Developing Singing Matters
Reviewed by Liz Dunbar in Music Teacher June 2000
When I first began looking through this publication, I simply saw it as a well presented collection of songs that I might dip into now and again to augment the classroom singing repertoire, but it turns out to be one of those great ‘the more you look, the more you find’ resources that has the rare quality of providing more than just reams of more singing material.
Developing Singing Matters is presented in loose-leaf folder format, clearly divided into four sections Part 1 is an introduction which outlines how you might use the resources provided and also addresses some of those problems that many classroom music teachers face, such as encouraging pupils to participate in extra-curricular singing and motivating boys to sing. Part 2 provides helpful advice and useful techniques for the untrained singer, covering such areas as posture, voice production, vocal registers and breaks, ways of teaching songs, leading rehearsals and amplifying sound using microphones. Part 3 is a five-page collection of effective and enjoyable ideas to get pupils both physically and mentally in the lood for singing. These begin very simply using narrow vocal ranges and simple rhythmic patterns, and progressing step by step to examples which should extend the range and agility of the most able and confident singer. Part 4, the bulk of the resource, is a collection of singing projects reflecting a wide variety of vocal traditions, including art music of the renaissance, folk music, late 20th century popular song, and a wealth of non-western songs. You could just use part 4 for singing for pleasure, but on closer inspection the material has the potential of becoming the basis for whole schemes of work at key stage 3 and a very useful resource for key stage 4 and beyond.
One example is Song of Fire, an arrangement of native American chants with simple pitched and unpitched accompaniments. I like to begin singing with songs that aren’t in English because they allow you to break down one of the barriers that stop children enjoying singing-the meaning of the words. The music itself provides the expressive energy behind the song and without a story line, children concentrate far mor on co-ordinating the note pitches and the real sound for each syllable. Pupils’ reserve is further diminished when you teach it aurally. Song of Fire has six vocal layers, so you can have a field day in key stage 3 performance and composition work, not only singing it as it stands, but also using the rhythms as the basis for clapping games, percussion workshops, call and response singing, rehearsing techniques which control dynamics and tempo, moving on to improvised and then refined chants, composed by the pupils themselves. It is also well worth incorporating the songs you learn to sing in class into the listening and appraisal work, using a recording made by the class of various sections of the song, and talking about how each of the melodic lines move, dictating rhythms in various ways, illustrating ostinato patterns, a variety of textures and the mood created by its driving rhythm. You might also use the score for sight-singing and aural dictation/discrimination at key stage 4 and beyond, as a model for scoring and voicing of part songs at key stage 4. The possibilities are boundless.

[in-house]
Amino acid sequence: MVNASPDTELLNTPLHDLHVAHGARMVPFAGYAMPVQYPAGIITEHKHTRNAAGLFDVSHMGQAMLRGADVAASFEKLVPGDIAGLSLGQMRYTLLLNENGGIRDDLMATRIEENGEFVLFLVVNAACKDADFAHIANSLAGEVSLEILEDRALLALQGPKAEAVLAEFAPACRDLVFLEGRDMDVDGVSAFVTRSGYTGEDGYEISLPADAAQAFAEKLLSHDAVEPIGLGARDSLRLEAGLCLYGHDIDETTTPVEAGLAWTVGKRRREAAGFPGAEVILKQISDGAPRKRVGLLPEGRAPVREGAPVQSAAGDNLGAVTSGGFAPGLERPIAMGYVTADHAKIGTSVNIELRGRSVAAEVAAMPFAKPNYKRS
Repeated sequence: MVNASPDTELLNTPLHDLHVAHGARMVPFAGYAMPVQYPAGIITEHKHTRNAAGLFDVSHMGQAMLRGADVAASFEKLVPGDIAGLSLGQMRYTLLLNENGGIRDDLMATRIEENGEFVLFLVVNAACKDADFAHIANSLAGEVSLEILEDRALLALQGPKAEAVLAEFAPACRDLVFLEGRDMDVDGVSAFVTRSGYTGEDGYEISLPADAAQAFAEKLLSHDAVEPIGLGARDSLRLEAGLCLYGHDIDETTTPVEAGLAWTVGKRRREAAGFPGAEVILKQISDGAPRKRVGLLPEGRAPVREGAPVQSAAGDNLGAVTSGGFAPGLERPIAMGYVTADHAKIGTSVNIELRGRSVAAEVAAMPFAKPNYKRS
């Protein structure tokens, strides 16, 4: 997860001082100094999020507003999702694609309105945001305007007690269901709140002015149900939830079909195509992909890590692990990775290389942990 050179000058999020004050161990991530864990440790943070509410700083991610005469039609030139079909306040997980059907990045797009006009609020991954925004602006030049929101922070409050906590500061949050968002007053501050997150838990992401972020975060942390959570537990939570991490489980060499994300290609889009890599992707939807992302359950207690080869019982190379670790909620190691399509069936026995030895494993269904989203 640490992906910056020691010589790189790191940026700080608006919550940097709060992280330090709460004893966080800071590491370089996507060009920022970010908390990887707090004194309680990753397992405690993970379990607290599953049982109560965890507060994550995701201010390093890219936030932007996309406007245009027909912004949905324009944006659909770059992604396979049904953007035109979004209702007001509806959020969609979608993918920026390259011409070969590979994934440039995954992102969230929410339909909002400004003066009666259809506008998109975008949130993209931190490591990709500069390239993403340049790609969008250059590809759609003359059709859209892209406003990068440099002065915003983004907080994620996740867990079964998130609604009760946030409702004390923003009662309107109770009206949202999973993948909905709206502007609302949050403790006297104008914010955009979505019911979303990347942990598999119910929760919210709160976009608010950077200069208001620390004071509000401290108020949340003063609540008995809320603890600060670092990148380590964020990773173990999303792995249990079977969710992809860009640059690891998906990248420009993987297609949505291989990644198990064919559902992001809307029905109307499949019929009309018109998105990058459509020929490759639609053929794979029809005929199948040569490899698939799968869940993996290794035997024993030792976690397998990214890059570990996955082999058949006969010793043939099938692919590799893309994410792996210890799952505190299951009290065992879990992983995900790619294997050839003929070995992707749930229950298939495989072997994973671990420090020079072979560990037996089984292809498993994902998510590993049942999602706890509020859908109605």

The songs are accessible and immediately appealing, so I would recommend it above many other publications for its sense of progression, its additional information on the social or historical context of the song, how to go about teaching the song and for its flexibility across the key stages and for its flexibility across the key stages. Definitely worth the money.